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#2259 signed 8-6-96

IN THE UNITED STATES BANKRUPTCY COURT

FOR THE DISTRICT OF KANSAS











In Re:

JERRY DUANE EDWARDS,

JANET CHRISTINA EDWARDS,

DEBTOR(S).

NO. 95-40017-13

CHAPTER 13

FARMERS AND DROVERS BANK,

PLAINTIFF(S),

v.

HOWARD'S, INC.,

HALSTEAD BANK,

JERRY DUANE EDWARDS,

JANET CHRISTINA EDWARDS,

DEFENDANT(S).

ADV. NO. 96-7021

MEMORANDUM OF DECISION

This proceeding is before the Court for resolution of the priority of conflicting security interests. Plaintiff Farmers and Drovers Bank (Farmers) appears by counsel Robert L. Baer and Susan L. Mauch. Defendants Howards, Inc., and Halstead Bank (collectively, the defendants) appear by counsel Dennis E. Shay. The Court has reviewed the relevant pleadings and is now ready to rule.

Farmers and the defendants claim competing security interests in a Massey-Ferguson Model 750 combine and apparently in a header used with the combine. The parties agree Farmers earlier-filed financing statement would give it priority over the defendants if the description of collateral contained in the statement is sufficient to satisfy the requirements of the Kansas Uniform Commercial Code. Farmers's financing statement covered, among other things, "all equipment of Debtor," then owned or later acquired. In attacking that description of collateral, the defendants rely on First National Bank v. Barr (In Re Werth), 443 F.Supp. 738 (D.Kan.1977) ("all equipment" insufficient description), along with two Tenth Circuit decisions which it relied on, Johnson v. First National Bank (In re Fuqua), 461 F.2d 1186 (10th Cir. 1972) (applying Kansas law; "all personal property" insufficient), and Household Finance Corp. v. Kopel (In re Lehner), 427 F.2d 357 (10th Cir. 1970) (accepts district court's view of Colorado law as not clearly wrong; affirms holding "consumer goods" insufficient).

After Werth was decided, however, the Kansas legislature amended K.S.A. 84-9-402(1) to provide (as it still does) in pertinent part: "A statement of collateral in a financing statement is adequate if it generally identifies goods by one or more of the classifications listed in K.S.A. 84-9-109, or generally identifies other collateral by one or more of the following classifications: fixtures, documents, instruments, general intangibles, chattel paper or accounts." 1978 Kan.Sess.Laws, Ch. 438, §1; see K.S.A. 1995 Supp. 84-9-402(1) for complete version of current statute. Since its adoption in 1965, K.S.A. 84-9-109(2) has listed and defined "equipment" for purposes of Article 9 of the Kansas UCC, so "all equipment" is an adequate description under 84-9-402(1). The 1983 Kansas Comment to K.S.A. 84-9-402 declares that the 1978 amendment was intended to overrule Werth. K.S.A. 84-9-109(1) lists and defines "consumer goods," so Lehner would not be applicable in Kansas either. Fuqua may still be good law because "personal property" is not listed in either 84-9-109 or 84-9-402. Some years ago, this Court ruled the 1978 amendment to K.S.A. 84-9-402(1) applied retrospectively to financing statements filed before Werth was decided. Coats State Bank v. Grey (In re Grey), 29 B.R. 286 (Bankr.D.Kan. 1983). In sum, the defendants' argument is based on completely outdated case law and must fail.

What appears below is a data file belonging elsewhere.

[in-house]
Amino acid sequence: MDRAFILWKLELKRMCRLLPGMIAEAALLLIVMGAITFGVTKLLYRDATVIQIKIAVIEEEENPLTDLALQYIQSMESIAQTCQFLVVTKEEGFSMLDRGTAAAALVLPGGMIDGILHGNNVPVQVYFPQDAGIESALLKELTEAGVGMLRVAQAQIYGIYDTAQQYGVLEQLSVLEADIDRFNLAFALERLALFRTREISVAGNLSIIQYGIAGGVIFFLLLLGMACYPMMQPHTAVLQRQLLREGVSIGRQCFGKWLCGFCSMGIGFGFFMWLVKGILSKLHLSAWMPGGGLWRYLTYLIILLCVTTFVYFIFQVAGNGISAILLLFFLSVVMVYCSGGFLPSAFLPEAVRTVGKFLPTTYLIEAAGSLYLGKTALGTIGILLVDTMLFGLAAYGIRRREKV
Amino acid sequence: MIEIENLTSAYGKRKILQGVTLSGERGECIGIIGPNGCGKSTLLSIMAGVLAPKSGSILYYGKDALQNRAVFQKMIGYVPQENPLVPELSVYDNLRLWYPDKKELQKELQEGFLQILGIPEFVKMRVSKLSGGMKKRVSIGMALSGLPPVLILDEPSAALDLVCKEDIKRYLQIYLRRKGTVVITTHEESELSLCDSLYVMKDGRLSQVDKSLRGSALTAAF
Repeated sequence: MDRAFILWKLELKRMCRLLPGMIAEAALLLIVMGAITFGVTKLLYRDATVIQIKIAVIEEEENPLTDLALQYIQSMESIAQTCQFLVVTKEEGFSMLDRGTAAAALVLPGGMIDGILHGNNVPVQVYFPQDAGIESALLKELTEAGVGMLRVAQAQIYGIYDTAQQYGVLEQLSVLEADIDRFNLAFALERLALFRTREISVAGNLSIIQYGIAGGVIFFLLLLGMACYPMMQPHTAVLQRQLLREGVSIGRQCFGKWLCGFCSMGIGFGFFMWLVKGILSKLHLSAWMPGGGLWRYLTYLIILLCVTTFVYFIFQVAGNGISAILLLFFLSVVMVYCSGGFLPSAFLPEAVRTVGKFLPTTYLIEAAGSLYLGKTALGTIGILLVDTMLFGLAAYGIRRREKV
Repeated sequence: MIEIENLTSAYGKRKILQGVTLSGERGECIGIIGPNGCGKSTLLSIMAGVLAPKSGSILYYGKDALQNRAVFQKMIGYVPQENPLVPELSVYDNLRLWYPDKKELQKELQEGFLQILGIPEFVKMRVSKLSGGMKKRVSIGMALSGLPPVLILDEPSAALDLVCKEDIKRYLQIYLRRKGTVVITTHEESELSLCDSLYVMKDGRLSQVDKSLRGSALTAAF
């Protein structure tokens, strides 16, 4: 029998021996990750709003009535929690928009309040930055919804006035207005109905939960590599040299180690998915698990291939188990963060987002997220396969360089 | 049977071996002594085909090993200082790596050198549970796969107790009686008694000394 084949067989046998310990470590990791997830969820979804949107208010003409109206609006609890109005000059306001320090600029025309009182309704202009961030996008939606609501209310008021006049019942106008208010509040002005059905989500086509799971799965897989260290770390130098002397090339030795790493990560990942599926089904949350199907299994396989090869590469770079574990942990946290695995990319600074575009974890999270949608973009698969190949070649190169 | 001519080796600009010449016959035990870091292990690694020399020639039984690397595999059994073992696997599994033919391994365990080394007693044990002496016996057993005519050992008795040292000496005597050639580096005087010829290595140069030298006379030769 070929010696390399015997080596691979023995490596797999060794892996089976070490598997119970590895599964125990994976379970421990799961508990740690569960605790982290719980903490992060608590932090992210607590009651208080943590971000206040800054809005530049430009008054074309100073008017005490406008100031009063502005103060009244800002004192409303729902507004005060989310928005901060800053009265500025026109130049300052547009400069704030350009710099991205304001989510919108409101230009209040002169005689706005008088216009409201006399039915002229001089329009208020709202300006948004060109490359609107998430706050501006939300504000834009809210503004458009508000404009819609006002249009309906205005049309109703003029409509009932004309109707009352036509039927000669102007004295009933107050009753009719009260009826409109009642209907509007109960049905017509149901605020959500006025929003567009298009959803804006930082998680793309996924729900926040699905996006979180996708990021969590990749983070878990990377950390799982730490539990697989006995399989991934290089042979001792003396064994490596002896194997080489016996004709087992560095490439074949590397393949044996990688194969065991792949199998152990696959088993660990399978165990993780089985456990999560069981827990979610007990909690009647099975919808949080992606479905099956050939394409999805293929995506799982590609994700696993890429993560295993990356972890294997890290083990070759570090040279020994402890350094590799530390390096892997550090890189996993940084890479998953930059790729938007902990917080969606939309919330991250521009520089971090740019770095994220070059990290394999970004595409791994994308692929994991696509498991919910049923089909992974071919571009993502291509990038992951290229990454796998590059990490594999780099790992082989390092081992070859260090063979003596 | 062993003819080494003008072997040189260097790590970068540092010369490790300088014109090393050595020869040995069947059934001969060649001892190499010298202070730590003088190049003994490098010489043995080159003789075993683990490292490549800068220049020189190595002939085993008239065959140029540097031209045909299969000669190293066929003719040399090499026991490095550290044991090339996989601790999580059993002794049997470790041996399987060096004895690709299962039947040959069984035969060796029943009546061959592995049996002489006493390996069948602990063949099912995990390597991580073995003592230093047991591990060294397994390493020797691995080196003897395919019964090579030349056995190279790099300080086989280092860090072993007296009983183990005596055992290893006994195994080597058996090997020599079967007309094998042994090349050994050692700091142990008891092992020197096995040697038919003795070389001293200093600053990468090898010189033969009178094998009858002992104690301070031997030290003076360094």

Farmers's financing statement satisfies the collateral description requirement found in K.S.A. 1995 Supp. 84-9-402(1), so it covered the debtors' combine and header. Farmers has asked in its brief for certain other relief that it may be entitled to as a result of this ruling, but the parties' stipulation and the defendants' brief do not make clear that any questions beyond the sufficiency of the collateral description were being submitted for decision. If there are no other issues that would affect Farmers's request, the parties should submit an agreed judgment based on this ruling. If there are other issues, they should inform the Court how they wish to proceed to get them resolved.

IT IS SO ORDERED.

Dated at Topeka, Kansas, this _____ day of August, 1996.













__________________________________

JAMES A. PUSATERI

CHIEF BANKRUPTCY JUDGE

 

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